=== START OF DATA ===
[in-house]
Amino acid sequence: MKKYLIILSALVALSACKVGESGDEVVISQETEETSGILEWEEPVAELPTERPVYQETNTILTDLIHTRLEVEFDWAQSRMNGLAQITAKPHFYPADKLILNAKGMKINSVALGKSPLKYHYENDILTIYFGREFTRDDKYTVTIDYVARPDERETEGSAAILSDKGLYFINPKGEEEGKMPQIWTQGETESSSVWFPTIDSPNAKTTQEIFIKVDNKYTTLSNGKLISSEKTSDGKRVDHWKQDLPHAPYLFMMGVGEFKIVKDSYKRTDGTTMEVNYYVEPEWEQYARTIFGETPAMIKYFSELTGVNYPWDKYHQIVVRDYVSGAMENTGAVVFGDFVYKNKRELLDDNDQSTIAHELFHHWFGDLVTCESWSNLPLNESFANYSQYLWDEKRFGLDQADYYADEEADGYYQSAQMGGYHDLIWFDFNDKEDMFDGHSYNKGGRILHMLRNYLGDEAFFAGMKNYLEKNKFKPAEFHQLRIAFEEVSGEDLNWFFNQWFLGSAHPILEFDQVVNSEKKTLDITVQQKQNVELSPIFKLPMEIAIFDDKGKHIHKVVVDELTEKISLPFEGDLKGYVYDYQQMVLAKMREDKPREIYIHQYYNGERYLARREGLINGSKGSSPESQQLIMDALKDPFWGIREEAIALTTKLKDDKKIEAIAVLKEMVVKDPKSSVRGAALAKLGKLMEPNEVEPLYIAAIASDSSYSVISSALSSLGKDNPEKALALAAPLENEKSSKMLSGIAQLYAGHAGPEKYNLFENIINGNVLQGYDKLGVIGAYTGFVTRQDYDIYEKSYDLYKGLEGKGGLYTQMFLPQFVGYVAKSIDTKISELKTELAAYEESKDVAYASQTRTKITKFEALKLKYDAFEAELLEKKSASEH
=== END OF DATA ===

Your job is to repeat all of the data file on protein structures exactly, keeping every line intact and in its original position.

[in-house]
Amino acid sequence: MKKYLIILSALVALSACKVGESGDEVVISQETEETSGILEWEEPVAELPTERPVYQETNTILTDLIHTRLEVEFDWAQSRMNGLAQITAKPHFYPADKLILNAKGMKINSVALGKSPLKYHYENDILTIYFGREFTRDDKYTVTIDYVARPDERETEGSAAILSDKGLYFINPKGEEEGKMPQIWTQGETESSSVWFPTIDSPNAKTTQEIFIKVDNKYTTLSNGKLISSEKTSDGKRVDHWKQDLPHAPYLFMMGVGEFKIVKDSYKRTDGTTMEVNYYVEPEWEQYARTIFGETPAMIKYFSELTGVNYPWDKYHQIVVRDYVSGAMENTGAVVFGDFVYKNKRELLDDNDQSTIAHELFHHWFGDLVTCESWSNLPLNESFANYSQYLWDEKRFGLDQADYYADEEADGYYQSAQMGGYHDLIWFDFNDKEDMFDGHSYNKGGRILHMLRNYLGDEAFFAGMKNYLEKNKFKPAEFHQLRIAFEEVSGEDLNWFFNQWFLGSAHPILEFDQVVNSEKKTLDITVQQKQNVELSPIFKLPMEIAIFDDKGKHIHKVVVDELTEKISLPFEGDLKGYVYDYQQMVLAKMREDKPREIYIHQYYNGERYLARREGLINGSKGSSPESQQLIMDALKDPFWGIREEAIALTTKLKDDKKIEAIAVLKEMVVKDPKSSVRGAALAKLGKLMEPNEVEPLYIAAIASDSSYSVISSALSSLGKDNPEKALALAAPLENEKSSKMLSGIAQLYAGHAGPEKYNLFENIINGNVLQGYDKLGVIGAYTGFVTRQDYDIYEKSYDLYKGLEGKGGLYTQMFLPQFVGYVAKSIDTKISELKTELAAYEESKDVAYASQTRTKITKFEALKLKYDAFEAELLEKKSASEH